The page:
NORTH KINGSTOWN—Elena Suglia has many fond memories of high school.
As a three-year JV/varsity volleyball player, a member of North Kingstown High School’s unified volleyball team this past fall and president of the Interact Club, the school’s community service club, Suglia has had a variety of positive experiences that she’ll remember long after NK’s graduation takes place tomorrow night at 6 p.m. at the Ryan Center.
However, it’s her biggest moment of disappointment that shaped her into the person she is today. That moment, freshman year, where she struggled to keep her grades up in a difficult English class, set her on a path that would culminate with her earning the distinction of valedictorian of the class of 2011 at North Kingstown High School.
“Freshman year I had Mr. Propatier’s class and he is known as the most difficult teacher to have in high school and I was going to jump down to a different level because I didn’t think I could handle it,” she said. “I was getting like 50’s and 60’s on quizzes and tests, which was horrifying for me.”
Coming from middle school where English was one of her best subjects, Suglia worried, for an instant, if she could handle high school work. But after some extra time studying after school, and a lot of hard work, Suglia not only recovered from her slow start, she got an ‘A’ in her toughest class and that, she says, formed the basis for the rest of her time in high school.
“It’s always the challenges that you have the most difficulty with that, once you complete them, you’re the most proud of,” she said.
Suglia’s path to No. 1 was not an easy one—at the end of her freshman year, she was ranked No. 17 and, coming into this fall, she was third overall—but it was a challenging one that forced her to embrace life as it comes on a daily basis.
Wanting to make the most of her time in high school, and wanting to study as broad a range of topics as possible, Suglia took six AP classes this year in an effort to branch out her curriculum and set herself apart from her peers as much as possible. It worked.
Suglia beat out fellow senior Katherine Bender for the role of class valedictorian but says the title could have gone to anyone in her class. It was that competitive.
Not bad for a former self-professed “disorganized” student whose mother forced her to put her priorities in a list to get her to buckle down, a lesson that stuck with her throughout high school.
“I really wanted to just get the entire high school experience so I did everything I possibly had an opportunity to do and I found that being organized is a really important thing,” she said.
Like most high school students, Suglia began her college selection process by looking to get as far away from home as possible. She contemplated applying to Oxford, got close to going to New York’s Vassar College but, ultimately, she didn’t need to look too far from home for the place she knew she belonged.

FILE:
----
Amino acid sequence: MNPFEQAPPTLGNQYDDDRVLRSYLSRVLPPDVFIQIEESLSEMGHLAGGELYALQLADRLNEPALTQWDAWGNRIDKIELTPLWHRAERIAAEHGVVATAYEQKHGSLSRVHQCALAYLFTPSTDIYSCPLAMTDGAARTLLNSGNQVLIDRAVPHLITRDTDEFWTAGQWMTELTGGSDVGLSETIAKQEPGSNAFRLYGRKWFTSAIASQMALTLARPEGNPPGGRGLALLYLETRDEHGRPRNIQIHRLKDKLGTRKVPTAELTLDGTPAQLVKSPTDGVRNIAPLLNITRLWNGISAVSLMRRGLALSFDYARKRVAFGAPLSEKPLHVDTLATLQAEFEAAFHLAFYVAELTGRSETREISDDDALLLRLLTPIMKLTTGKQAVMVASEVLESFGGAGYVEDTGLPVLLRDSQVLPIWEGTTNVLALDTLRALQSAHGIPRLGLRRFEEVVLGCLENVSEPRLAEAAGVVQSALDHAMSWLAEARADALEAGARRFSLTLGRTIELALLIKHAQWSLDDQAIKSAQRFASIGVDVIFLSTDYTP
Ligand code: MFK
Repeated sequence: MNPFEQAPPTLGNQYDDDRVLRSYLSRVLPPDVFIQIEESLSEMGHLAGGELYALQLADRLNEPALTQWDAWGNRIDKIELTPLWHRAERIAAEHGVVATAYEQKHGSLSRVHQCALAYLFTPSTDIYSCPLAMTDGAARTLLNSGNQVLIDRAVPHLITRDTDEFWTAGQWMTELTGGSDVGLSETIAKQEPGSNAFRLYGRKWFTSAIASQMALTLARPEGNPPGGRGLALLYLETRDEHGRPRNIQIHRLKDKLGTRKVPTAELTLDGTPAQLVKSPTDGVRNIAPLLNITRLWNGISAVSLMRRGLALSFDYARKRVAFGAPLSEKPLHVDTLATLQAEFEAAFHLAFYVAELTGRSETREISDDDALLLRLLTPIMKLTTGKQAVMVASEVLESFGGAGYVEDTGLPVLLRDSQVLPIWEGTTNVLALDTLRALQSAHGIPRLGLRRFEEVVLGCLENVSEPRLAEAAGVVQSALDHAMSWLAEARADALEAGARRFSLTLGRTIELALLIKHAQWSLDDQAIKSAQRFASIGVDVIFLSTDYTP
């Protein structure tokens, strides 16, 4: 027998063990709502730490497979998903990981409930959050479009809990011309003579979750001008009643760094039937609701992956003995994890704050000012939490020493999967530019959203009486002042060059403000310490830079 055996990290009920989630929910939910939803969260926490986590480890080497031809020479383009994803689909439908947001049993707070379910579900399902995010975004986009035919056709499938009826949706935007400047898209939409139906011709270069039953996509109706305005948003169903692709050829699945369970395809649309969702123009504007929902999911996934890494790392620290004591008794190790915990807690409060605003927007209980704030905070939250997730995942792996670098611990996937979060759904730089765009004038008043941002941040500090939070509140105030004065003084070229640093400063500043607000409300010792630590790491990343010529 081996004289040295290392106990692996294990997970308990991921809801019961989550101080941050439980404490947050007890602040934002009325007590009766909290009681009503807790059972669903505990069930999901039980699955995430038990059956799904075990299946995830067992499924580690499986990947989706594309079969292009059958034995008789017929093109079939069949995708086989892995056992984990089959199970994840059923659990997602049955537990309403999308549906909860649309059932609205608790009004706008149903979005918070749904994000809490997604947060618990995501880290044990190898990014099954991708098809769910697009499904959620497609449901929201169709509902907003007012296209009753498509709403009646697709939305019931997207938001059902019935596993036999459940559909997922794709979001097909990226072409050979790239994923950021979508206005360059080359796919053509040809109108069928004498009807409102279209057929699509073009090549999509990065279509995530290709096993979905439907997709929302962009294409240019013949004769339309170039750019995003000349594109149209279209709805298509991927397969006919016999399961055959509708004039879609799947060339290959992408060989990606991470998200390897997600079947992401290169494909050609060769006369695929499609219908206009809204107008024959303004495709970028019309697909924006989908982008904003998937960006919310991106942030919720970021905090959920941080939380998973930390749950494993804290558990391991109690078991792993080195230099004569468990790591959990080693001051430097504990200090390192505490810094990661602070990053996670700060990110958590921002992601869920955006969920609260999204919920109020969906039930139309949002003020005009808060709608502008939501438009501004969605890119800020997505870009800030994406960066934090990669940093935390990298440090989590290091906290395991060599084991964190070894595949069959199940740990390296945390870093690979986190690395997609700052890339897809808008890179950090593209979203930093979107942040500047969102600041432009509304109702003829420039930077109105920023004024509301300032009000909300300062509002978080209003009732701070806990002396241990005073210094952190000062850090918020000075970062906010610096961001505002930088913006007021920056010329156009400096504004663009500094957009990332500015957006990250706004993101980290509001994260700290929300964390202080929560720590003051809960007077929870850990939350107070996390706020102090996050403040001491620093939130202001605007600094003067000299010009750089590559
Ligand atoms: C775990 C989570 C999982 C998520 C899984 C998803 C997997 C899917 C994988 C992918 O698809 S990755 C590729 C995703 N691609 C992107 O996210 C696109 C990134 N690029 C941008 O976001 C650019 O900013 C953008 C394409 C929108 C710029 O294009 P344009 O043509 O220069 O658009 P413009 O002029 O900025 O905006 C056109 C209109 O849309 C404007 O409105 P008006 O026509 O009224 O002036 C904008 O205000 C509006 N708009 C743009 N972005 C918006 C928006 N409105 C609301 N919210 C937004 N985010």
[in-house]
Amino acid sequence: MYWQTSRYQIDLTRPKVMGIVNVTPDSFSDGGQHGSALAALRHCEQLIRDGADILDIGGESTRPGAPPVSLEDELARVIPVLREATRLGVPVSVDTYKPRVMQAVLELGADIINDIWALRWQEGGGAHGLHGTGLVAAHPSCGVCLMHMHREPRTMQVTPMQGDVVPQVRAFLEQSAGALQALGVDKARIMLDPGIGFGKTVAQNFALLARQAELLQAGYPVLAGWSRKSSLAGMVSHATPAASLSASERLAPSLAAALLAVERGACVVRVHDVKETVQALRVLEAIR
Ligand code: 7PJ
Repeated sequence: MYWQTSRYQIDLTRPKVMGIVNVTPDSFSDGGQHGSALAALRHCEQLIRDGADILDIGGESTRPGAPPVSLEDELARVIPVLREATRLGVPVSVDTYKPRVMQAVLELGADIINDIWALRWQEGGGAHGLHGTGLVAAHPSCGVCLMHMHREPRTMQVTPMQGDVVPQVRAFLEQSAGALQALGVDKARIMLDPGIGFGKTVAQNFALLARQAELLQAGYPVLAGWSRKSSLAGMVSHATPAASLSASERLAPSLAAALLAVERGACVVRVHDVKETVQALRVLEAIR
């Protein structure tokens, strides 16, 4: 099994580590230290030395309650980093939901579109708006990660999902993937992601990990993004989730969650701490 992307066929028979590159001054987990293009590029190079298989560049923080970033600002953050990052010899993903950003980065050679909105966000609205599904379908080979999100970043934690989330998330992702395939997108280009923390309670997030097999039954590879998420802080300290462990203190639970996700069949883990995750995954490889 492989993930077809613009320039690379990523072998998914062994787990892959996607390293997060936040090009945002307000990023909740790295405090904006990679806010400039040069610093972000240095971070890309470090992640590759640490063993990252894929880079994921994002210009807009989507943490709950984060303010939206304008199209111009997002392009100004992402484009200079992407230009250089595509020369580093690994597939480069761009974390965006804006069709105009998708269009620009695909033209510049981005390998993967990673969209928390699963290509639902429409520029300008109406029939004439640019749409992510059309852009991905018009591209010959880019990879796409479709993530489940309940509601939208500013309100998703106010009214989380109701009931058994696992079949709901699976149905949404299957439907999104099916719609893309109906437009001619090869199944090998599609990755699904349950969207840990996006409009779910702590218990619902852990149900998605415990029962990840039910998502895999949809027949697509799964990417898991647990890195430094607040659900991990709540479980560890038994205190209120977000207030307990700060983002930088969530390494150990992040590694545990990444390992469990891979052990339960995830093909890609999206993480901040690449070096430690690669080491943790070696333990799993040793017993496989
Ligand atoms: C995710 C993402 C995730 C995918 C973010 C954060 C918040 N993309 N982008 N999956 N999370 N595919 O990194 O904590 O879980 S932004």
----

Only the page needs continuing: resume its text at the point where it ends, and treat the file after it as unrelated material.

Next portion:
Suglia will attend Brown University in the fall, a fitting choice, she says, because the school encourages students to embrace a wide variety of educational options, one of the things she’s always done.
“Brown has no core requirements,” she explains. “You can really mold your own education and take all the classes that you want to take and so I’m going to try to get a really extensive breadth of studying while I’m there because, like I said before, I really want to get my feet in every subject and knowledge is one thing I really aim to obtain while I’m in college. I want to basically study everything I possibly can while I’m there.”
Suglia will major in marine biology and hopes to take art classes at the Rhode Island School of Design whenever possible.
But no matter how far she goes, she says she’ll always remember where she came from.
And while attending an Ivy League school can be a bit daunting for a student who’s used to being the best and brightest in a small town like North Kingstown, Suglia is ready for the challenge it will present.
“I did worry about that a little bit,” she said. “I read one of the statistics that [last year’s freshman class] was 40 percent valedictorians. That’s a huge percentage. But then I thought ‘Ok, so would I rather be challenged or would I rather be the best in the class?’ and I’d definitely rather than challenged.”
That’s one of the messages Suglia hopes to convey in her speech to the graduating class of 2011 tomorrow night.
After four different drafts, the NK senior settled on an idea that, she says, some may consider cliché but feels just right.
“I thought it would be good to reflect a bit on the things that we had done and then talk a little about the future and what I hope our class becomes,” she said. “And so I talked about that but I think I did it in an original enough way that people will appreciate it and if I were sitting in the seats, listening to the speech, I’d want people to say ‘this is what we’ve done, this is how far we’ve come, this is where we’re going to go’.”
And where is Elena Suglia going to go?
Pretty much wherever her heart and her mind take her.